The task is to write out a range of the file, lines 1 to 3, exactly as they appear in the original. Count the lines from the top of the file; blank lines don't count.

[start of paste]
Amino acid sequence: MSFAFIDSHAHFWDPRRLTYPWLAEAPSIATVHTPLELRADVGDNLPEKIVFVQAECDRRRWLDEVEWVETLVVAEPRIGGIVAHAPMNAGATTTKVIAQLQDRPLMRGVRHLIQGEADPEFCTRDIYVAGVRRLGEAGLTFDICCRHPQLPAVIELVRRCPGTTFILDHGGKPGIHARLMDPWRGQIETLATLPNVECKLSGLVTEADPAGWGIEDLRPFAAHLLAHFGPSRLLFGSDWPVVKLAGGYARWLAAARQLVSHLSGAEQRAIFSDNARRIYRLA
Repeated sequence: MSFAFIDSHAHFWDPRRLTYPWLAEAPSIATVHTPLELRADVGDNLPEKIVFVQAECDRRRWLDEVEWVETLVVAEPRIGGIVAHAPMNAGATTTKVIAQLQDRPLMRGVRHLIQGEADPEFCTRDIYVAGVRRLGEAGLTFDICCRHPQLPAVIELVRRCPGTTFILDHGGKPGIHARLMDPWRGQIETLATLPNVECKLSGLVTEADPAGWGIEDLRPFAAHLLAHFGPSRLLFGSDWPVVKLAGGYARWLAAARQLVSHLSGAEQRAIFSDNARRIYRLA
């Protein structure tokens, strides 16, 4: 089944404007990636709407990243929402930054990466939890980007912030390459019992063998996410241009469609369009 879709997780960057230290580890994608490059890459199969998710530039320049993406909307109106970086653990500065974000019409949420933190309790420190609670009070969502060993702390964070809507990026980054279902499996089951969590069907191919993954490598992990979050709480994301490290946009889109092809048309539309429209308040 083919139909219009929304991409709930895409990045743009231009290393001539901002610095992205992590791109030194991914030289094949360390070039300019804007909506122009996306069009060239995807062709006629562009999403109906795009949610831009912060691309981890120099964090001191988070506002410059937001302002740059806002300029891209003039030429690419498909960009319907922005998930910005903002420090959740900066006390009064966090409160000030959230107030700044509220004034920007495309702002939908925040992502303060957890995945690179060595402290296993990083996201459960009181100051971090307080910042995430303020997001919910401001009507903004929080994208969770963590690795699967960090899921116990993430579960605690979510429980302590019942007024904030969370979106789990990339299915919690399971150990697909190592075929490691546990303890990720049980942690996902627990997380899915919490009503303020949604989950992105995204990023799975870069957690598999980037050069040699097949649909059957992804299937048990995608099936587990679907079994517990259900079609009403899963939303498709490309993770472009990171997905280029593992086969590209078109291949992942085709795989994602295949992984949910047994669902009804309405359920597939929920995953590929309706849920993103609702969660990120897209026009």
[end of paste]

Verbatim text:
Amino acid sequence: MSFAFIDSHAHFWDPRRLTYPWLAEAPSIATVHTPLELRADVGDNLPEKIVFVQAECDRRRWLDEVEWVETLVVAEPRIGGIVAHAPMNAGATTTKVIAQLQDRPLMRGVRHLIQGEADPEFCTRDIYVAGVRRLGEAGLTFDICCRHPQLPAVIELVRRCPGTTFILDHGGKPGIHARLMDPWRGQIETLATLPNVECKLSGLVTEADPAGWGIEDLRPFAAHLLAHFGPSRLLFGSDWPVVKLAGGYARWLAAARQLVSHLSGAEQRAIFSDNARRIYRLA
Repeated sequence: MSFAFIDSHAHFWDPRRLTYPWLAEAPSIATVHTPLELRADVGDNLPEKIVFVQAECDRRRWLDEVEWVETLVVAEPRIGGIVAHAPMNAGATTTKVIAQLQDRPLMRGVRHLIQGEADPEFCTRDIYVAGVRRLGEAGLTFDICCRHPQLPAVIELVRRCPGTTFILDHGGKPGIHARLMDPWRGQIETLATLPNVECKLSGLVTEADPAGWGIEDLRPFAAHLLAHFGPSRLLFGSDWPVVKLAGGYARWLAAARQLVSHLSGAEQRAIFSDNARRIYRLA
């Protein structure tokens, strides 16, 4: 089944404007990636709407990243929402930054990466939890980007912030390459019992063998996410241009469609369009 879709997780960057230290580890994608490059890459199969998710530039320049993406909307109106970086653990500065974000019409949420933190309790420190609670009070969502060993702390964070809507990026980054279902499996089951969590069907191919993954490598992990979050709480994301490290946009889109092809048309539309429209308040 083919139909219009929304991409709930895409990045743009231009290393001539901002610095992205992590791109030194991914030289094949360390070039300019804007909506122009996306069009060239995807062709006629562009999403109906795009949610831009912060691309981890120099964090001191988070506002410059937001302002740059806002300029891209003039030429690419498909960009319907922005998930910005903002420090959740900066006390009064966090409160000030959230107030700044509220004034920007495309702002939908925040992502303060957890995945690179060595402290296993990083996201459960009181100051971090307080910042995430303020997001919910401001009507903004929080994208969770963590690795699967960090899921116990993430579960605690979510429980302590019942007024904030969370979106789990990339299915919690399971150990697909190592075929490691546990303890990720049980942690996902627990997380899915919490009503303020949604989950992105995204990023799975870069957690598999980037050069040699097949649909059957992804299937048990995608099936587990679907079994517990259900079609009403899963939303498709490309993770472009990171997905280029593992086969590209078109291949992942085709795989994602295949992984949910047994669902009804309405359920597939929920995953590929309706849920993103609702969660990120897209026009």